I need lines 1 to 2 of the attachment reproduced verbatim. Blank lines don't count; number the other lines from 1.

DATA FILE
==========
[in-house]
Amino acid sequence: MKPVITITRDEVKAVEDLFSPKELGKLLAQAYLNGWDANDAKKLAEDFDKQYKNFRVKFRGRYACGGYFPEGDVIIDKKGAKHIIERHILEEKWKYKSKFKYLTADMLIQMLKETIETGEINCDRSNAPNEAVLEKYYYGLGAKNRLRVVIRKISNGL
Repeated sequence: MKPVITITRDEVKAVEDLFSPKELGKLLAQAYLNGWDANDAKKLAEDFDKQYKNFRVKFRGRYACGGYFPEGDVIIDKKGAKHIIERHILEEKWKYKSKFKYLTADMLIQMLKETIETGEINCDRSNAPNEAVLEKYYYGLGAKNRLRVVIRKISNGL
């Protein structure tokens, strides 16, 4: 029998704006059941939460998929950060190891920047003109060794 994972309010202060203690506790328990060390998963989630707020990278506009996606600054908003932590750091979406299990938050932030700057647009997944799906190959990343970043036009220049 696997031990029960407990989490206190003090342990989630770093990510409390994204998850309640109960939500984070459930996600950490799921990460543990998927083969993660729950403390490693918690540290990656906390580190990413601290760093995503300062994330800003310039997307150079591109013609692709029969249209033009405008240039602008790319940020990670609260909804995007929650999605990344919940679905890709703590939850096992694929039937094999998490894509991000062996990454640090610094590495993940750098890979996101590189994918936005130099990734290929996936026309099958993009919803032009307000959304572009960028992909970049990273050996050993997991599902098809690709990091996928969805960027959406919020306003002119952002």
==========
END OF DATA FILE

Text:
[in-house]
Amino acid sequence: MKPVITITRDEVKAVEDLFSPKELGKLLAQAYLNGWDANDAKKLAEDFDKQYKNFRVKFRGRYACGGYFPEGDVIIDKKGAKHIIERHILEEKWKYKSKFKYLTADMLIQMLKETIETGEINCDRSNAPNEAVLEKYYYGLGAKNRLRVVIRKISNGL